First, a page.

The current recommended maximum salt intake for adults is 6 g/d in the United Kingdom and the United States irrespective of whether the person is male or female.26 As men have a much higher salt intake than women, in order for men to achieve this target, they need to reduce their salt intake by a greater extent, ie, by an average of 3.7 g/d (from 9.7 g/d to 6 g/d), whereas women need to reduce it by only 1.7 g/d (from 7.7 g/d to 6 g/d). A public campaign to make men more aware of the risks they are running and to make them more responsible for their own health would help prevent many men from dying when they are still at a productive age and are often responsible for dependents. We would like to welcome all WASH members and health professionals to participate in World Salt Awareness Week 2011 to raise awareness of this important issue.
There is overwhelming evidence that the current high-salt intake of 9 g/d to 12 g/d is the major factor increasing BP and, thereby, a major cause of cardiovascular disease worldwide. A reduction in salt intake to the recommended level of <5 g/d to 6 g/d will be very beneficial to human health, along with major cost savings in all countries around the world. Several countries, eg, Finland and the United Kingdom, have already reduced the amount of salt consumed by a combined policy of engaging with the food industry to decrease the amount of salt added to foods, promoting the use of clear labeling on food products, increasing public awareness of the harmful effects of salt on health, and encouraging consumers to use less salt during their own food preparations. Many other countries, eg, the United States, Australia, and Canada are also stepping up their activities. The major challenge now is to spread this out worldwide.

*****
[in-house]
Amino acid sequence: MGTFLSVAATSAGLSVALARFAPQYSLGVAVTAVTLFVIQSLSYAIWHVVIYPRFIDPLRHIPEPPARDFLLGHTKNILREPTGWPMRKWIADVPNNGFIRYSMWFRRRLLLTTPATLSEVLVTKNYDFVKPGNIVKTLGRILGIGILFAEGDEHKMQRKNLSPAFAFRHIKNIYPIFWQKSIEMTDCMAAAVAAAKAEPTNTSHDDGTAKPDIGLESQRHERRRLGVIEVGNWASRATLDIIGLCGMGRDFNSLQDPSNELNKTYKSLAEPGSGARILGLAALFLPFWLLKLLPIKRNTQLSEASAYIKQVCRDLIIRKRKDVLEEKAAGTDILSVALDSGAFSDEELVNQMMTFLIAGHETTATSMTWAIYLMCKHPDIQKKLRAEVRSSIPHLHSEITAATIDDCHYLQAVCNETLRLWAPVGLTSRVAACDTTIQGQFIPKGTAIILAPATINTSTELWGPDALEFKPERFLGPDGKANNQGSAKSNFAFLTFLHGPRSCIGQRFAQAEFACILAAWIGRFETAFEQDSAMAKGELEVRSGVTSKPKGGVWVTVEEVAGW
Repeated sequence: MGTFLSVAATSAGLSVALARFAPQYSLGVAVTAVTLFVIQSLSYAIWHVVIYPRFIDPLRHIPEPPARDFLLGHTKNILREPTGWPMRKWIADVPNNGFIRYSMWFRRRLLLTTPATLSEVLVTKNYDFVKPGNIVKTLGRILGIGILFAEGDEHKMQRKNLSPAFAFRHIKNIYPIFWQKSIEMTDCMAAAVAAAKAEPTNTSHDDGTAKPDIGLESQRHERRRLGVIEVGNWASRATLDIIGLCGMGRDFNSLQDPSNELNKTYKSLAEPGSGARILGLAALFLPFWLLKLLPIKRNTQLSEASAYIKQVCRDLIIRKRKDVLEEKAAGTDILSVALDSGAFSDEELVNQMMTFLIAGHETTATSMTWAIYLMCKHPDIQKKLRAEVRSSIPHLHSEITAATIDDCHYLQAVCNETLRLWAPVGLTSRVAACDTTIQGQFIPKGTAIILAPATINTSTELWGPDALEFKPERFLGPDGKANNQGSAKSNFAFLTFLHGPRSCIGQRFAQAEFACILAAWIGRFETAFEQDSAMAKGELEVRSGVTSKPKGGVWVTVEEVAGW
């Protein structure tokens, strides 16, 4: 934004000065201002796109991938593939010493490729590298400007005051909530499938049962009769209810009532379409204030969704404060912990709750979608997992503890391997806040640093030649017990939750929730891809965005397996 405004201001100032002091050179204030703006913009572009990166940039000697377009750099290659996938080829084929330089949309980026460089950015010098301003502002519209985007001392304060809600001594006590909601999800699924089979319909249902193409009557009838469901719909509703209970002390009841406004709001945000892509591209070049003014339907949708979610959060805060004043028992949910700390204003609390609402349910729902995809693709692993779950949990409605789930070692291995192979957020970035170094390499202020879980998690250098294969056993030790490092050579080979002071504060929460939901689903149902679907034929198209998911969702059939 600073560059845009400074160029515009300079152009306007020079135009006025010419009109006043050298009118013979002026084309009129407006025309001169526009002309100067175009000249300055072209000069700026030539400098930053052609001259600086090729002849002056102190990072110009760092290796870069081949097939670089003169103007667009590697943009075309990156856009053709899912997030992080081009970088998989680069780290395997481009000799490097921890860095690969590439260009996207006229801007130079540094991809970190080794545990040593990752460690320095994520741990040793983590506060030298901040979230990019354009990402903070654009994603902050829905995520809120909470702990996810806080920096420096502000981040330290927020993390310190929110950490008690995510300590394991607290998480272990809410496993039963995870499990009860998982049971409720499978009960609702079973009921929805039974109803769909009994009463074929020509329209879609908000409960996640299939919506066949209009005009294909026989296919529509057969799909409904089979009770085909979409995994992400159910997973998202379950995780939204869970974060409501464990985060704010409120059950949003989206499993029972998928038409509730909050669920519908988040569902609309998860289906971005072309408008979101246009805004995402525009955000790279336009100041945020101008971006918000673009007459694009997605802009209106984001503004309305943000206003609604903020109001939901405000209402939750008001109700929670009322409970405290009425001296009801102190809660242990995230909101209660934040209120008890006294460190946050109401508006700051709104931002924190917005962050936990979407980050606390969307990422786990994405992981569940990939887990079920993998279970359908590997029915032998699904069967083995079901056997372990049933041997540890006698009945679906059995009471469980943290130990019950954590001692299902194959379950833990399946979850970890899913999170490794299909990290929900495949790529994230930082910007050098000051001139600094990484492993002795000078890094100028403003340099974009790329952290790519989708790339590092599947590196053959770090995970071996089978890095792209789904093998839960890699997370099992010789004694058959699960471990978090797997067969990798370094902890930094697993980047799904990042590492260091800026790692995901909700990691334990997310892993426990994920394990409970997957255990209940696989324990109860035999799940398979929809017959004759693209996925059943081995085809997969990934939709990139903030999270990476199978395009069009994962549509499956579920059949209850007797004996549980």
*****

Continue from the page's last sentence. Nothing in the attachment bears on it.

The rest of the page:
World Salt Awareness Week is a prime opportunity to deliver this message and spur countries into action to reduce their salt intake by raising awareness. It also helps to focus the efforts of countries that are yet to develop salt reduction strategies, and to provide useful tools and guidance to assist them to be able to do so successfully. World Salt Awareness Week has proved successful in countries who have participated thus far. More activities from WASH members participating in World Salt Awareness Week will help promulgate this message further and move us closer to achieving the World Health Organization target salt intake of <5 g/d.
WASH would like to extend its membership to new members. Joining WASH does not require any time or financial commitments, just support in salt reduction activities worldwide. We value information-sharing, feedback, and input from your country, and encourage members to participate in activities such as World Salt Awareness Week, and in particular, by setting up an action group in your own country. To join, please e-mail WASH (firstname.lastname@example.org) or visit the WASH web site for more information (http://www.worldactiononsalt.com).
Disclosure: All the authors declared no competing interests.